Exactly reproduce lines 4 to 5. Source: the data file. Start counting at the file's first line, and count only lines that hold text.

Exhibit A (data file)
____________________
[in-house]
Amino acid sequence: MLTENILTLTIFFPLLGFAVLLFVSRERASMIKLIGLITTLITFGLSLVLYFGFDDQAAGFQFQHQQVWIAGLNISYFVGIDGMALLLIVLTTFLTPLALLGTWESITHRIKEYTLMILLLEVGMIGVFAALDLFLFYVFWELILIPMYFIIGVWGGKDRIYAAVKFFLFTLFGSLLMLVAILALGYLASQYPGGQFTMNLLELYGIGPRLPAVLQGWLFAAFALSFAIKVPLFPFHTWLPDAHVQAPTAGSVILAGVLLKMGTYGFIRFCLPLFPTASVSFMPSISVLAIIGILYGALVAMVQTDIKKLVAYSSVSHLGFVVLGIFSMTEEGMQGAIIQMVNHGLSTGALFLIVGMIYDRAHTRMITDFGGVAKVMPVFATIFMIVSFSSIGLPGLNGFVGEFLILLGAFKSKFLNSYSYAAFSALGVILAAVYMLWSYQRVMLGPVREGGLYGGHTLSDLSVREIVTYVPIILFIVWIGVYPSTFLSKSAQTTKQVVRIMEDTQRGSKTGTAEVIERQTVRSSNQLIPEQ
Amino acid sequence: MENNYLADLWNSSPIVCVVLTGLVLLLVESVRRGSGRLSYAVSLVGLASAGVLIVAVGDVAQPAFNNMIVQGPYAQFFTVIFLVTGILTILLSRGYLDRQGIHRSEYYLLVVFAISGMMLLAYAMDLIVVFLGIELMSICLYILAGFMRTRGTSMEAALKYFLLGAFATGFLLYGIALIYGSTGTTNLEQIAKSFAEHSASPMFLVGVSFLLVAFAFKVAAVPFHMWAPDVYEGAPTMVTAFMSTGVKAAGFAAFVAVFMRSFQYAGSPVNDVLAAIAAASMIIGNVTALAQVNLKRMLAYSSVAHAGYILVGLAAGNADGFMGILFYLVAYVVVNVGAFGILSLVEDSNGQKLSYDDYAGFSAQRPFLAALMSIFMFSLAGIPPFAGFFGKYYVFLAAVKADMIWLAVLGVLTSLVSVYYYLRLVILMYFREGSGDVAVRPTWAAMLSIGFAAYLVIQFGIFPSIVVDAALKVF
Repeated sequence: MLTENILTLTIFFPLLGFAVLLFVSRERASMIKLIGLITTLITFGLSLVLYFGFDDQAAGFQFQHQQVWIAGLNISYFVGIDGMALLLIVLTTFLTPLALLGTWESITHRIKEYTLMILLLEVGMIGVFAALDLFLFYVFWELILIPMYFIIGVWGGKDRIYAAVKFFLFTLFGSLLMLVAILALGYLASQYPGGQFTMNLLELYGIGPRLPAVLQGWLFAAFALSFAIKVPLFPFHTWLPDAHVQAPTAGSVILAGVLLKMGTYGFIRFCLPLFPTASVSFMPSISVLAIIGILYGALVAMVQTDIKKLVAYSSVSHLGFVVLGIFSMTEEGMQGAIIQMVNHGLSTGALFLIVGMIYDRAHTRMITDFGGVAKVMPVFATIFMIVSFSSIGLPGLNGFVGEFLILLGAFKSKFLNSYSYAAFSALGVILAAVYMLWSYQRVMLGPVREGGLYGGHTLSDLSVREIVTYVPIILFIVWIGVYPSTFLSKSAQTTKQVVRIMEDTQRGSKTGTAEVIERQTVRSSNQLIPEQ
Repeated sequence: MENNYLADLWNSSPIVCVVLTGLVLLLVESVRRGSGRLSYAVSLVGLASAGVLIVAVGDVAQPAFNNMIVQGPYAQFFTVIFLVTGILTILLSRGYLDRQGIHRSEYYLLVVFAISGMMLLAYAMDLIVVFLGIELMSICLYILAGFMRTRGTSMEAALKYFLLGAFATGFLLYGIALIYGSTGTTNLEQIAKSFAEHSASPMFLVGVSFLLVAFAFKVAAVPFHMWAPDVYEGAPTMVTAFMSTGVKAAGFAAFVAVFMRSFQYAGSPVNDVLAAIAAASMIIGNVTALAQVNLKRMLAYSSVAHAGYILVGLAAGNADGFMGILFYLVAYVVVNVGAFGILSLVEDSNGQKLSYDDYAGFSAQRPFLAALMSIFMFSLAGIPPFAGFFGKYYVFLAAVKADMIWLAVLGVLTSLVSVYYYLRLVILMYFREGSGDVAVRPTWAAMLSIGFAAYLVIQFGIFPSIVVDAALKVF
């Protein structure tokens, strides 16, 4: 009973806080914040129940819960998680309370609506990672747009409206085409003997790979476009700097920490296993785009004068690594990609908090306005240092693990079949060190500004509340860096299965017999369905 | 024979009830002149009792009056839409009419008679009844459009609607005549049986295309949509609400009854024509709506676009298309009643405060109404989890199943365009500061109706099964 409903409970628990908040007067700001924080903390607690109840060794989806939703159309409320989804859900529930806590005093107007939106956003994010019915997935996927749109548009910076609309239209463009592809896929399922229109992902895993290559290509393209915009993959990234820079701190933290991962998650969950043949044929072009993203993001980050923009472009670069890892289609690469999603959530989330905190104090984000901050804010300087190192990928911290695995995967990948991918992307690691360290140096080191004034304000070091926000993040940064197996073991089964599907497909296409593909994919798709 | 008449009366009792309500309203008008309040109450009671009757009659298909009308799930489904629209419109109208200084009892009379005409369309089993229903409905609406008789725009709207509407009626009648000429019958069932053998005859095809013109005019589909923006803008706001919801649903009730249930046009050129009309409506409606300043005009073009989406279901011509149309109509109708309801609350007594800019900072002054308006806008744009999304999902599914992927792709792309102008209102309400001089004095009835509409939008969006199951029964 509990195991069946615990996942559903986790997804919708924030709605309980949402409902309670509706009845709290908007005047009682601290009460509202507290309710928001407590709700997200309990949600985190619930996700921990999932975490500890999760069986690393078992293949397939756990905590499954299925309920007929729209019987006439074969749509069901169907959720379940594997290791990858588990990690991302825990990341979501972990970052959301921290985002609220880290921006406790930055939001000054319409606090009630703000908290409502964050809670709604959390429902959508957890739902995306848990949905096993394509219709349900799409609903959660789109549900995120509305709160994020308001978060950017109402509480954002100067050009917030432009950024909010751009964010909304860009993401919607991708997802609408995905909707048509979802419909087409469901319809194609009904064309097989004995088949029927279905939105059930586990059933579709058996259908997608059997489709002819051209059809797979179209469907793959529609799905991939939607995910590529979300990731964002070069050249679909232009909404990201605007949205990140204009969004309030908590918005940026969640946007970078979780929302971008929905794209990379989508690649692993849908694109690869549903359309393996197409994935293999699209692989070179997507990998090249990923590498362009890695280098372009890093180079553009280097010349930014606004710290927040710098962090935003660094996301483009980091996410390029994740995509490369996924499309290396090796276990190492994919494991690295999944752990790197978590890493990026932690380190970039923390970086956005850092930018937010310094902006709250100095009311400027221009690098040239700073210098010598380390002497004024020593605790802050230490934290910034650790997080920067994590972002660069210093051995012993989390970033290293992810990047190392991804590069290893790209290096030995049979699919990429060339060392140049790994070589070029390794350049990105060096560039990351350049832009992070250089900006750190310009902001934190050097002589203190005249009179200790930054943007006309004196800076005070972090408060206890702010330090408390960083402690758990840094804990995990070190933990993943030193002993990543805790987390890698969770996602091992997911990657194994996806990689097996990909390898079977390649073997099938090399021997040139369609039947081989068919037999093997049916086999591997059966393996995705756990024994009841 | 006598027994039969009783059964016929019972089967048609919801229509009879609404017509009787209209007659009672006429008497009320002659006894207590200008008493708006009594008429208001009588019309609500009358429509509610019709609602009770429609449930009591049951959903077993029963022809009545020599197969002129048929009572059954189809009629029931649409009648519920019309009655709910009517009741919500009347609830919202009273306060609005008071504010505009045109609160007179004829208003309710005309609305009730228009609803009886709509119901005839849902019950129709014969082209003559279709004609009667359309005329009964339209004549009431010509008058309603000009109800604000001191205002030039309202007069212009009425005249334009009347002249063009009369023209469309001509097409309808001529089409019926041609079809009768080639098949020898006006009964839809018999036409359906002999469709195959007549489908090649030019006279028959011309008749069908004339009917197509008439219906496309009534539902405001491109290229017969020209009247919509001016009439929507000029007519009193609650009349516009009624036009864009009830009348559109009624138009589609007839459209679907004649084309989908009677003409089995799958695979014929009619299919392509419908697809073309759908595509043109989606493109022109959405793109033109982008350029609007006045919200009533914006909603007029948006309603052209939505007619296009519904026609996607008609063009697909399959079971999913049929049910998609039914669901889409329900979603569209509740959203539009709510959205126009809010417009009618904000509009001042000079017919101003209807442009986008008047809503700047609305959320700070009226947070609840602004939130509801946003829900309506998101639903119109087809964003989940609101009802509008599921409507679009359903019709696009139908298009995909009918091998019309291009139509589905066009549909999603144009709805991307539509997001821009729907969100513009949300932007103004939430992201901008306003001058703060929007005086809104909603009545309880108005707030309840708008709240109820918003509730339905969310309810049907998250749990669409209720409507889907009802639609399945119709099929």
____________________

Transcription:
Repeated sequence: MLTENILTLTIFFPLLGFAVLLFVSRERASMIKLIGLITTLITFGLSLVLYFGFDDQAAGFQFQHQQVWIAGLNISYFVGIDGMALLLIVLTTFLTPLALLGTWESITHRIKEYTLMILLLEVGMIGVFAALDLFLFYVFWELILIPMYFIIGVWGGKDRIYAAVKFFLFTLFGSLLMLVAILALGYLASQYPGGQFTMNLLELYGIGPRLPAVLQGWLFAAFALSFAIKVPLFPFHTWLPDAHVQAPTAGSVILAGVLLKMGTYGFIRFCLPLFPTASVSFMPSISVLAIIGILYGALVAMVQTDIKKLVAYSSVSHLGFVVLGIFSMTEEGMQGAIIQMVNHGLSTGALFLIVGMIYDRAHTRMITDFGGVAKVMPVFATIFMIVSFSSIGLPGLNGFVGEFLILLGAFKSKFLNSYSYAAFSALGVILAAVYMLWSYQRVMLGPVREGGLYGGHTLSDLSVREIVTYVPIILFIVWIGVYPSTFLSKSAQTTKQVVRIMEDTQRGSKTGTAEVIERQTVRSSNQLIPEQ
Repeated sequence: MENNYLADLWNSSPIVCVVLTGLVLLLVESVRRGSGRLSYAVSLVGLASAGVLIVAVGDVAQPAFNNMIVQGPYAQFFTVIFLVTGILTILLSRGYLDRQGIHRSEYYLLVVFAISGMMLLAYAMDLIVVFLGIELMSICLYILAGFMRTRGTSMEAALKYFLLGAFATGFLLYGIALIYGSTGTTNLEQIAKSFAEHSASPMFLVGVSFLLVAFAFKVAAVPFHMWAPDVYEGAPTMVTAFMSTGVKAAGFAAFVAVFMRSFQYAGSPVNDVLAAIAAASMIIGNVTALAQVNLKRMLAYSSVAHAGYILVGLAAGNADGFMGILFYLVAYVVVNVGAFGILSLVEDSNGQKLSYDDYAGFSAQRPFLAALMSIFMFSLAGIPPFAGFFGKYYVFLAAVKADMIWLAVLGVLTSLVSVYYYLRLVILMYFREGSGDVAVRPTWAAMLSIGFAAYLVIQFGIFPSIVVDAALKVF